5 Benefits of the Bounce Back Program for your Child



First of all, what is the Bounce Back Program?

Bounce Back is a whole school social and emotional learning program. It has been developed to support schools and teacher in their efforts to promote positive mental health and wellbeing in their students and, in particular, enable them to act resiliently when faced with challenges and adversity.

Bounce Back is an evidence-based program built on Positive Psychology, Cognitive Behaviour Therapy and Social and Emotional learning principles.

YouTube video

How is the program delivered?

At Holy Spirit we deliver the Bounce Back program throughout the whole school. It is timetabled once every fortnight for one hour. Some of our junior classes do 2 x 30 minute sessions in a fortnight.

Each unit uses literature to teach key wellbeing and resilience concepts. It also involves a variety of activities that include cooperative strategies, such as circle time, educational games, art, technology. It has also been integrated into our Performing Arts and Physical Education programs.

The program can help your child get better at:

  1. Thinking more optimistically, i.e. expecting bad times to get better
  2. Being brave and facing their fears
  3. Feeling and expressing gratitude
  4. Boosting their positive emotions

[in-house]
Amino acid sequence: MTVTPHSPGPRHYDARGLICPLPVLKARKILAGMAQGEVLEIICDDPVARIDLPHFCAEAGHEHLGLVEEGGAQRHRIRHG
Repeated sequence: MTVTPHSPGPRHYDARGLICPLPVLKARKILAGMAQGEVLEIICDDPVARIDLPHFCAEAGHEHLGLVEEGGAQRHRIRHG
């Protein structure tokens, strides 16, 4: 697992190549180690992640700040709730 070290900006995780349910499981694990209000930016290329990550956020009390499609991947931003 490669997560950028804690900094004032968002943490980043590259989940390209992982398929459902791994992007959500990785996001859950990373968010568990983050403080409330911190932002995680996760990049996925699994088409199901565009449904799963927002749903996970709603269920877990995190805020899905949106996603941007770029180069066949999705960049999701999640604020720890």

5. Managing uncomfortable emotions and turning a bad mood into a good mood.

Click on this article for a more extensive list of the full benefits of Bounce Back

Here’s an easy to print Bounce Back acronym sheet

“Bad feelings go away, they are not always with you.” – Georgie, Prep

How can you help communicate key messages to your child about the values of Bounce Back?

You could discuss how:

  • Your values are easy to talk about but harder to act on in the moment.
  • Being honest is ‘owning up’ and taking responsibility when you have done the wrong thing.
  • Being fair is about following rules and not cheating to suit your needs. It means returning favours and kindness.
  • Being responsible means not letting yourself and other people down. It means doing the things that you have to do without being reminded. It also means choosing sensible behaviour instead of foolish unsafe behaviour.
  • Being respectful means treating others as you would like to treat them. It means thinking about other people’s feelings and rights, being polite and using good manners.

You could also talk about people you have observed who seem to ‘bounce back’ from adversity and others that don’t.

[icon_widget classes=”icon-widget” title=”Hot tip – from Ms Em” content=” ” icon=”fa-lightbulb-o” size=”4x” align=”center” color=”#e9242d” heading=”h4″ break=”

“It is important to remember all feelings are O.K. If we share examples with our children when we too felt a similar way to what they are sharing, we can help them to not feel alone and know these emotions are a part of life.”

Final words and actions

Quote by TIgger from WInnie the Pooh Book

That’s it for this week. Next time we’ll discuss the key messages on relationships which is our main topic this term at Holy Spirit.

If you found this helpful or have a question please add to comments below. If you have a great tip or story to share please add this as to the comments.

Excerpts have been taken out from the Bounce Back resource book and parent information pack by Helen McGrath and Toni Noble. I would also like to credit this webiste http://slideplayer.com/slide/3619257/

More on the authors  of Bounce Back , Helen Mcgrath and Toni Noble.

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